Often those who are targeted are high school girls in uniform (disgusting, I know). However, it is not uncommon for other women to be purposefully and inappropriately touched, if not more, on the trains. Concerning this, I don’t mean to frighten or discourage anyone from visiting or studying abroad in Japan. Yet it is definitely something that people, especially women, should be aware of when in the country.

Transportation in Japan can be very convenient. However, it can also be daunting and unfamiliar, especially if you are not used to big city life or are simply unacquainted with public transportation.

When traveling abroad to Japan, make sure to do thorough research on all modes of transportation and what to expect. Again, I do not wish to deter anyone from traveling to Japan due to any of the negatives I have mentioned. However, I do think it is important to give a more realistic outlook on what you may face. But if you keep these things in mind, you got this.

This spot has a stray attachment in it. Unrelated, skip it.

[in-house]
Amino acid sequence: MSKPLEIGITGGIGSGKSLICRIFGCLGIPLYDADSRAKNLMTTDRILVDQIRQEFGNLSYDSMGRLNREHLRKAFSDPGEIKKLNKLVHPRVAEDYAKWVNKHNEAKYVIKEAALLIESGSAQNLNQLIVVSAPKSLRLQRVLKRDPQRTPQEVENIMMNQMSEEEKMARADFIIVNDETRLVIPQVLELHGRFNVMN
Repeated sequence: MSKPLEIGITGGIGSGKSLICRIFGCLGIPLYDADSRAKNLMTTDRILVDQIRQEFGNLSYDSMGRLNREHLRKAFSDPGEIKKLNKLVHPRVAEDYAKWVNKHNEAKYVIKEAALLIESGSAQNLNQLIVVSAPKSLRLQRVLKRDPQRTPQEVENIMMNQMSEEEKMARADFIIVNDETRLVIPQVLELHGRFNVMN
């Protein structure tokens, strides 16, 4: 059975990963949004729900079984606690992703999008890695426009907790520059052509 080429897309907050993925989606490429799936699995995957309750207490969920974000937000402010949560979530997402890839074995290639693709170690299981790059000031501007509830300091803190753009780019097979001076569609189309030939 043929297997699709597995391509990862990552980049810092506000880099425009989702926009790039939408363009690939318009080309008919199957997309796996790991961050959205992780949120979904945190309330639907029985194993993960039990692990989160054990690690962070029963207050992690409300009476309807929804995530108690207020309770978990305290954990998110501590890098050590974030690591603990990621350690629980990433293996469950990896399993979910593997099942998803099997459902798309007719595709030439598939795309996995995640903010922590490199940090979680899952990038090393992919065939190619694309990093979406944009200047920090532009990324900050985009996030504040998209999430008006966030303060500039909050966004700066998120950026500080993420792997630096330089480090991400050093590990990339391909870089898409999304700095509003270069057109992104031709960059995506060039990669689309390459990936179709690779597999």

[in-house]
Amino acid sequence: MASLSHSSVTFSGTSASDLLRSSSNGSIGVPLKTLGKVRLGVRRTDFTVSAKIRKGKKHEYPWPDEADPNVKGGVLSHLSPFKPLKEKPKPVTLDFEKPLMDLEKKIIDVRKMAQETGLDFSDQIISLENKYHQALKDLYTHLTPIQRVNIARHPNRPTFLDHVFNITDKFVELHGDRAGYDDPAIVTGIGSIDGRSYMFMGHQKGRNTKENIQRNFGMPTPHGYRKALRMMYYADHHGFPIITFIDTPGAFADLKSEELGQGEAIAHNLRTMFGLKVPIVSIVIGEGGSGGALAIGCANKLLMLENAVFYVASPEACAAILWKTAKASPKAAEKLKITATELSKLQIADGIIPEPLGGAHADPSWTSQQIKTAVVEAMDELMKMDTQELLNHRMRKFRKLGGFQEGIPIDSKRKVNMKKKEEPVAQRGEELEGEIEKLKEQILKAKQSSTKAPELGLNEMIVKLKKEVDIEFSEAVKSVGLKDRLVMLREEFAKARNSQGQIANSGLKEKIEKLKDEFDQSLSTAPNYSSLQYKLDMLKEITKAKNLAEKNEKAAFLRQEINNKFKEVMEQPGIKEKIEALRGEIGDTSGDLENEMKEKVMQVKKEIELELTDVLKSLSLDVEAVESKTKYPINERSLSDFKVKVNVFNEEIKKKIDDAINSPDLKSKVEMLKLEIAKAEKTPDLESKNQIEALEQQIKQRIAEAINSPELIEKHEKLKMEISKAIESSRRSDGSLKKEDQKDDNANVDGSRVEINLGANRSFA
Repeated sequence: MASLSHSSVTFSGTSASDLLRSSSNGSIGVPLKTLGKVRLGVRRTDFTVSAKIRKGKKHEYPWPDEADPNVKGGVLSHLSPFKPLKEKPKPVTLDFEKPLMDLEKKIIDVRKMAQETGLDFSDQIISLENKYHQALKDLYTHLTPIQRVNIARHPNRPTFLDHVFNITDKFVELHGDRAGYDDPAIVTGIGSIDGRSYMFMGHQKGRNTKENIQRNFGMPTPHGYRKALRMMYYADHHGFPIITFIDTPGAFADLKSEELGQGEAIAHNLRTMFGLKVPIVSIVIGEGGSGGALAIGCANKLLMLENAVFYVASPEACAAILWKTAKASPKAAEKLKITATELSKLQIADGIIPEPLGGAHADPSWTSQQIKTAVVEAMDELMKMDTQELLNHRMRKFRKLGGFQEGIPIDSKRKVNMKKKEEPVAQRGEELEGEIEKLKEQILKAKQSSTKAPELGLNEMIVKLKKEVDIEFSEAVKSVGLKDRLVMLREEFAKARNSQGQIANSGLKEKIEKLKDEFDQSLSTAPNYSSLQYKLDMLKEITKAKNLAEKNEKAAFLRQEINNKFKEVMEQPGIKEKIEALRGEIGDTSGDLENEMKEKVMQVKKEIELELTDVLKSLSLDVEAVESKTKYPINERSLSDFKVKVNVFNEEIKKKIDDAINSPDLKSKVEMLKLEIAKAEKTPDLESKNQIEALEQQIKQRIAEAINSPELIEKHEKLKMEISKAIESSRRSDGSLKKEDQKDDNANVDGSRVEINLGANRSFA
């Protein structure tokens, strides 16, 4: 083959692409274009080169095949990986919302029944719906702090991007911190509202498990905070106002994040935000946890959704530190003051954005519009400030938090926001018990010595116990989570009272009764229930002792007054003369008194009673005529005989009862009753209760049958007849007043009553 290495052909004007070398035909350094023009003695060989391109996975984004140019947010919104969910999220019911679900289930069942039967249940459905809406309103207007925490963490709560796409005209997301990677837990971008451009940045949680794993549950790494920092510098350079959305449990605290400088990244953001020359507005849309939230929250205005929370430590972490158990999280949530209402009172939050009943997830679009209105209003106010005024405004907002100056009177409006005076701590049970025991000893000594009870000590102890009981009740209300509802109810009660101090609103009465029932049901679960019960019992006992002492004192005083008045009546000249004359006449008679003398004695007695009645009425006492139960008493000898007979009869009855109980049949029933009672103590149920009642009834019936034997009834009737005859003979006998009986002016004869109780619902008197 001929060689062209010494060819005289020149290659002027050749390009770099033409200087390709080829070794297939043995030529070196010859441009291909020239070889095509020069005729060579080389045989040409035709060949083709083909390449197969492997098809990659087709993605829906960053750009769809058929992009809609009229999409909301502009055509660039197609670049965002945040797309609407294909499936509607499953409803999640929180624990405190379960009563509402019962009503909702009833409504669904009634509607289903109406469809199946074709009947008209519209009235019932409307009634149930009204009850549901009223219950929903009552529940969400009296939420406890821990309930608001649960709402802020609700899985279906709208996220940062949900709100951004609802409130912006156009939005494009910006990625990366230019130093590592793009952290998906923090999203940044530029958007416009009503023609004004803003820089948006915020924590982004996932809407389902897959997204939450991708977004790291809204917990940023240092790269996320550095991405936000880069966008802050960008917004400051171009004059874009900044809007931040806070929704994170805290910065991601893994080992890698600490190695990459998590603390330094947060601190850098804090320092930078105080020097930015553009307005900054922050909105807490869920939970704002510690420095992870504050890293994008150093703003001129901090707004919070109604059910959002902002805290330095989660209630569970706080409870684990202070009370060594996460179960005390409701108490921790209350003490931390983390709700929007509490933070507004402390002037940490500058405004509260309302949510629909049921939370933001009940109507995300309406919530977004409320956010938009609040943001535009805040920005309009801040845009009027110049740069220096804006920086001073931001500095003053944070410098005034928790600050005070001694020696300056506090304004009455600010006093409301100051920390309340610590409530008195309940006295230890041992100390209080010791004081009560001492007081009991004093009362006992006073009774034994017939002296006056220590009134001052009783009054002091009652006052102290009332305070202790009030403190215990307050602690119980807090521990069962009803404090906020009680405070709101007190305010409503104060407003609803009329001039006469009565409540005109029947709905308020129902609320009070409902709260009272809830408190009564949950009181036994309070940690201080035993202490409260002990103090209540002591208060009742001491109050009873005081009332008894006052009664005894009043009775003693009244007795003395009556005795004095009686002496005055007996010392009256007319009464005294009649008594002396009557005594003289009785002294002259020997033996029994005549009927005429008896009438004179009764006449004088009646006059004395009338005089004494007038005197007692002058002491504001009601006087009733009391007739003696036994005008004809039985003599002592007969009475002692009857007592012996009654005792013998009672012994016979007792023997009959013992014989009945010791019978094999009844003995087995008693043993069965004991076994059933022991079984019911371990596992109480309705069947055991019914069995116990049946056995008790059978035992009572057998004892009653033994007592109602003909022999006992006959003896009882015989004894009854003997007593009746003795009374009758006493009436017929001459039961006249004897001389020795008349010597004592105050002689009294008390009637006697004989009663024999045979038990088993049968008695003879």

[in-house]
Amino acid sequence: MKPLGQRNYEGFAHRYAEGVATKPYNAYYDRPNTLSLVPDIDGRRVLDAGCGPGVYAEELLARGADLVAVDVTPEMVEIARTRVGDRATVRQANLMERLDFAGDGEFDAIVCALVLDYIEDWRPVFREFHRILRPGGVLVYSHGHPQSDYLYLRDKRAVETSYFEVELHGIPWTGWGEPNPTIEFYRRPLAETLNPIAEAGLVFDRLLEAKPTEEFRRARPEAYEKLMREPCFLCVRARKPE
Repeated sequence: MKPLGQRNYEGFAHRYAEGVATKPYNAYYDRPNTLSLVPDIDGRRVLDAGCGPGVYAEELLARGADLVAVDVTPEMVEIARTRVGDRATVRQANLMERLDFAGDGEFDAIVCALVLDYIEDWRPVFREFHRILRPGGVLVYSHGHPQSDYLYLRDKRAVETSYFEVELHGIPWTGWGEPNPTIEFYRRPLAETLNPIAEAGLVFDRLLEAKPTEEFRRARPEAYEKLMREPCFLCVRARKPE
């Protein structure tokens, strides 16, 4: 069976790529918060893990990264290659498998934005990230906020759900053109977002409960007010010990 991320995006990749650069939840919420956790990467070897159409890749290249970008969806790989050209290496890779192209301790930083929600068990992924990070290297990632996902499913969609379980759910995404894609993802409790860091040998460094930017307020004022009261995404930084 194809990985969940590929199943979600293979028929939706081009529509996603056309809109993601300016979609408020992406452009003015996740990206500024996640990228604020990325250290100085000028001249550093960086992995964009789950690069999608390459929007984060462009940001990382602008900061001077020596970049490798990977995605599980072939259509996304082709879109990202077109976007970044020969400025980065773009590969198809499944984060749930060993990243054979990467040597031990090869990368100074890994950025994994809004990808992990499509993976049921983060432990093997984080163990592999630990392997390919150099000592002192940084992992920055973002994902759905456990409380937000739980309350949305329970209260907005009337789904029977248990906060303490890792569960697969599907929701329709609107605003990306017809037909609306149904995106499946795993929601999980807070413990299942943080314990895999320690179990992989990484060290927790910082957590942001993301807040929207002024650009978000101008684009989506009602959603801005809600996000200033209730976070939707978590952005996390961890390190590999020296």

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Sam Schommer

Sam is an International Affairs student at Northern Arizona University. Currently, she is studying abroad in Tokyo, Japan at Waseda University for the duration of her third undergrad year. As an international affairs major, she feels it her duty to be up to date about culture (particularly memes), politics, and social issues both in her home and abroad. An Arizona native, Sam has lived in America her whole life and her year in Japan is the first time she has been out of the country more than a few days. To see what she’s been up to in Japan as well as some other interesting places, check out her Instagram and Twitter!


  1. You are so on point with this! I experienced everything you mentioned (including that dreaded rush hour jam. Awful.) I only wish I’d put more research in when it came to fares and IC cards…Tokyo (nevermind that, Japan in general) is so expensive! If I knew then what I know now…

  2. If you are staying for a short period of time invest in a JR pass! They got me all around Japan and I was able to avoid the craziness in some places that were JR pass exclusive!